This picture ‘Scotland Forever’, showing the Scots Greys charging at Waterloo, hung on the wall of the classroom where my mother went to school.
This was in the twenties…the nineteen twenties…when things were not quite as child centred as they are at the present.
The child was there to learn to read, to write – neatly – and do ‘sums’, all of which would befit it for life. Girls would do needlework and cookery, boys would do woodwork and gardening and great emphasis was placed on the glories of the British Empire and the obligation to be patriotic.
Methods were somewhat elementary….when learning to read a number of words were chalked on the blackboard and each child was given a word which it must recognise when called to the front of the class. In mother’s case, her word was ‘burn’ and when she hesitated a little before pointing to it the teacher took both her hands and held them briefly over the red hot coke stove which heated the classroom, saying firmly, ‘burn’.
Later in school life the girls were shown how to run a household, though her mother’s comments on a whole afternoon spent washing, starching and ironing a shirt verged on the unprintable as in that time the redoubtable housewife, ‘dirty’ jobs being completed in the morning, could have ironed the shirts of a regiment and made a victoria sponge while the flat irons were heating on the hob.
Cookery was undertaken too….enlivened by the presence of girl called Sybil who came from a large family. When asked to bring an oven dish to make rhubarb pie she arrived with the smallest possessed by her mother…large enough to take the sticks of rhubarb whole.
Her finest moment came in the end of year examination where the task was to make bread…without a recipe, as they were supposed to have learned this by heart during the school year.
Sybil had measured and mixed, kneaded and proved and was quite happy as she placed her loaf tin in the oven of the cast iron stove.
Later, however, she whispered to her friends that things had taken a turn for the worse..She had slid aside the peephole on the oven to check progress and a ribbon of dough had emerge, oozing its way down the oven door, solidifying as it progressed.
Clearly she had overestimated the amount of yeast …what should she do?
The council of war decided on drastic action. They would remove the loaf tin, scrape off the excess and put it back in the oven in the hope that it would look fairly normal…
Which was fine until they opened the oven door and something the size of a large cushion plopped out…leaving a heavy burnt crust on all the internal surfaces of the oven.
Discovery was inevitable and the clean up took forever.
So that day they missed playtime where the girls would skip or play hopscotch while one group of boys would link arms and run round the playground singing
‘Are you ready for the fight?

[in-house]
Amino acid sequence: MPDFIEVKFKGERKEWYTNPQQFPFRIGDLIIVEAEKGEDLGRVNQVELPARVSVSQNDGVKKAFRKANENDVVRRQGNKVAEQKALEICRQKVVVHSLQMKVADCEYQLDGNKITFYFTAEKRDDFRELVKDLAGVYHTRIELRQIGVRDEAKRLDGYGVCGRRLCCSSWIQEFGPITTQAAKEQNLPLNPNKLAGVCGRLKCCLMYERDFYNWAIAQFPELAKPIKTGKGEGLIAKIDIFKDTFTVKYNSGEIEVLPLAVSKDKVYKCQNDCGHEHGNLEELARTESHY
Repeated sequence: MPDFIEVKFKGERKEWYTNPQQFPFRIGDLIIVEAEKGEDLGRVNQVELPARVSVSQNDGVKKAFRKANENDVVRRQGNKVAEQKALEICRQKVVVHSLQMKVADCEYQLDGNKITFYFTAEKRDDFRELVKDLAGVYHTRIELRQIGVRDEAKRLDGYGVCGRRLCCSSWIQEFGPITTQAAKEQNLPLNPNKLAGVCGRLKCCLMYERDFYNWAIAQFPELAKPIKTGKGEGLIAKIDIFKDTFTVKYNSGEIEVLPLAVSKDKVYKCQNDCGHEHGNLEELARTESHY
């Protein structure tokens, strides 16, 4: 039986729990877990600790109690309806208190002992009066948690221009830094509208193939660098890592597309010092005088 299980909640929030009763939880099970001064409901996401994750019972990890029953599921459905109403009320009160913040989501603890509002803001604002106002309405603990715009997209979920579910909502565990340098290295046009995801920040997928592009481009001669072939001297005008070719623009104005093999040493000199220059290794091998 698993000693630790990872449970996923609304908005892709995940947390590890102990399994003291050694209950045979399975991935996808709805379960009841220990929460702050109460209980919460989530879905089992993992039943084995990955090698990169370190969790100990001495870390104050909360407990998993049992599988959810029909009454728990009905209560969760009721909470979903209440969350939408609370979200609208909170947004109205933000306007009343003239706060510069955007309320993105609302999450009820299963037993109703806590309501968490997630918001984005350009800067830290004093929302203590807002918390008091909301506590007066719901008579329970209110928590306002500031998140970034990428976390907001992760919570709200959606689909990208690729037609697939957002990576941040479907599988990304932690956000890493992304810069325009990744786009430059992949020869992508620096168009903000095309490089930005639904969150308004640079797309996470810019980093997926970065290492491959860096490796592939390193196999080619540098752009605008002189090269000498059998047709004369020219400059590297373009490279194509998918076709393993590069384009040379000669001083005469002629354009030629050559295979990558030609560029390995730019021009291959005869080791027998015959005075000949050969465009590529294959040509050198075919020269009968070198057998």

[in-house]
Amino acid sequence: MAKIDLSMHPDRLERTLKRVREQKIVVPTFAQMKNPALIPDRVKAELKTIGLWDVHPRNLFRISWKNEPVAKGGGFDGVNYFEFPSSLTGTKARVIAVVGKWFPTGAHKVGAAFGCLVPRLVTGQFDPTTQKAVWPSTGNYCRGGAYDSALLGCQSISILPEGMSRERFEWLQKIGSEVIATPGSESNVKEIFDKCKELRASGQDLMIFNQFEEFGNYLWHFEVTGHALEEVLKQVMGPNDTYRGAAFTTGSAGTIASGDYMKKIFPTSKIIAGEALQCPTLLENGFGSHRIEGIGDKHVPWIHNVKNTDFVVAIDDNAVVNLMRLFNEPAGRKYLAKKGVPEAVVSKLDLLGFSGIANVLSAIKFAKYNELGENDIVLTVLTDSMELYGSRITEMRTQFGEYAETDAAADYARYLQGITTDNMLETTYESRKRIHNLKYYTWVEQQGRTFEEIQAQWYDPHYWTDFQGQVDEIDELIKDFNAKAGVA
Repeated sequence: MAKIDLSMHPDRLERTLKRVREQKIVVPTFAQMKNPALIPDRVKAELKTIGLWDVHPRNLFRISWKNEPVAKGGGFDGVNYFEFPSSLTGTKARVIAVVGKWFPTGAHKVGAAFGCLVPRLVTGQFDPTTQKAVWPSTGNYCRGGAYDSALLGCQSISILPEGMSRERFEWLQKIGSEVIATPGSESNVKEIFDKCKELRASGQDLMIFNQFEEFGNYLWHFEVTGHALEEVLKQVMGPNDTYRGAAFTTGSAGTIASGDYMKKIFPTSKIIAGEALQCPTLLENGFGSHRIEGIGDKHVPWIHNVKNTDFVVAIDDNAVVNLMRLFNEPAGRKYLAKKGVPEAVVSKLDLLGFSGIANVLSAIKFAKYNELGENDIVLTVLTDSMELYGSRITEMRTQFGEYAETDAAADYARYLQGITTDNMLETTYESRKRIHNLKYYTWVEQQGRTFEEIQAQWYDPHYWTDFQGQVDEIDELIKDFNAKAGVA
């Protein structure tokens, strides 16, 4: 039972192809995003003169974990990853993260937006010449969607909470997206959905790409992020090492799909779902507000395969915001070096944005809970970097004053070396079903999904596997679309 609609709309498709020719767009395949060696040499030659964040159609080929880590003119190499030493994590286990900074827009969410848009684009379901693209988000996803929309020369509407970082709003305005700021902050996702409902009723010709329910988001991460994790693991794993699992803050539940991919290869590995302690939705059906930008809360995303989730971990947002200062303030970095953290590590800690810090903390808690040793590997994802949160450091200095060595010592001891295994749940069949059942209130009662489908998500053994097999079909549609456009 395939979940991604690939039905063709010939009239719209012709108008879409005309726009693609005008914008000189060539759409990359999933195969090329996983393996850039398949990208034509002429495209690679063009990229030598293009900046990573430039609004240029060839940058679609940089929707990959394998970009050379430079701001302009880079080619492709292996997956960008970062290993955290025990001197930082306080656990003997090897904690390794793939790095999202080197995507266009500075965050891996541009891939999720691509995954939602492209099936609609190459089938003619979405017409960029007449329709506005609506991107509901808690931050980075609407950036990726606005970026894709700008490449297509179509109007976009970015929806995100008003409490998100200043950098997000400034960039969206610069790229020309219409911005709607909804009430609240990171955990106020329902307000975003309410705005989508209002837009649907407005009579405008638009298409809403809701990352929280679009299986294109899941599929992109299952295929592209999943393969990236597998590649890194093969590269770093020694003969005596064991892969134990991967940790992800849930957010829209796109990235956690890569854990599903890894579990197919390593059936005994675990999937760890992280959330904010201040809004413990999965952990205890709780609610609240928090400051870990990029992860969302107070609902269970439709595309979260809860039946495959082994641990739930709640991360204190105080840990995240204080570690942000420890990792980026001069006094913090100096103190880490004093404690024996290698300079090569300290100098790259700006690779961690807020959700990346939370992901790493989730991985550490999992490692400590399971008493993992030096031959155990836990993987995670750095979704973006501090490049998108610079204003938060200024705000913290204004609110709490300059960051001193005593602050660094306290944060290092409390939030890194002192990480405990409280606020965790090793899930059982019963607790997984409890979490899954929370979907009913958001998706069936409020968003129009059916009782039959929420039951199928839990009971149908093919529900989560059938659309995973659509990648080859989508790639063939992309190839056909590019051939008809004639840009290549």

We are the Romans’
To be met by another group of boys who would reply
‘Yes, we’re ready for the fight
We are the English soldiers’
After which a pell mell would ensue until broken up by the sound of the whistle for the end of playtime.
Patriotism was not left to the playground however.
Mother remembers the preparations for an Empire Day celebration for which the children were kitted out with broad brimmed hats in red, white and blue and were marshaled onto a slope in the gardens of the local charitable hospital which, despite being run by nuns, was pardoned for its catholicism by its care for veterans of the Great War.
The idea was that the coloured hats would make up an image of the Union Jack and the children were drilled into moving in groups in order to simulate the flag waving in the breeze to suitable patriotic music
Brigade of Guards, eat your heart out!
Patriotic music, in that time, seemed to consist of ‘God Save the King’ – George V – and ‘Rule Britannia’ accompanied by ‘It’s a long way to Tipperary’ and ‘Pack up your troubles in your old kitbag’….though ‘Mademoiselle from Armentieres’ , nomatter how popular with the troops, was judged to be beyond the pale in polite society.
I suppose now that the globe is no longer coloured with the red of the British Empire patriotic fervour is somewhat diminished.
You do hear it at the last night of the Proms.. ‘Land of Hope and Glory’ from Elgar’s Pomp and Circumstance marches…known to us in my student days as ‘Land of Bullshit and Tories’..
Long gone are the days when the House of Commons would rise as one to sing ‘Britons strike home’ – the classic patriotic song before the popularity of ‘Rule Britannia’ – as it did when Pitt the Younger announced that his attempts to reach a peaceful solution with revolutionary France had failed and that war must inevitably continue.
Can you imagine for one moment the current time serving lackeys of finance rising to sing anything but ‘Happy days are here again’ when their expenses claims are paid?
As Great Britain becomes a minor player on the world stage…enter right in support of the U.S.A….patriotic fervour seems to have been relegated to the sporting arena.
Thus the Barmy Army mangling Blake’s wonderful ‘Jerusalem’ at the start of Test matches…
But should there be a competition for the best sporting anthem which reflects the Britain of today my vote goes to this…
‘Vindaloo’ by Fat Les.
Inclusive, happy and totally daft.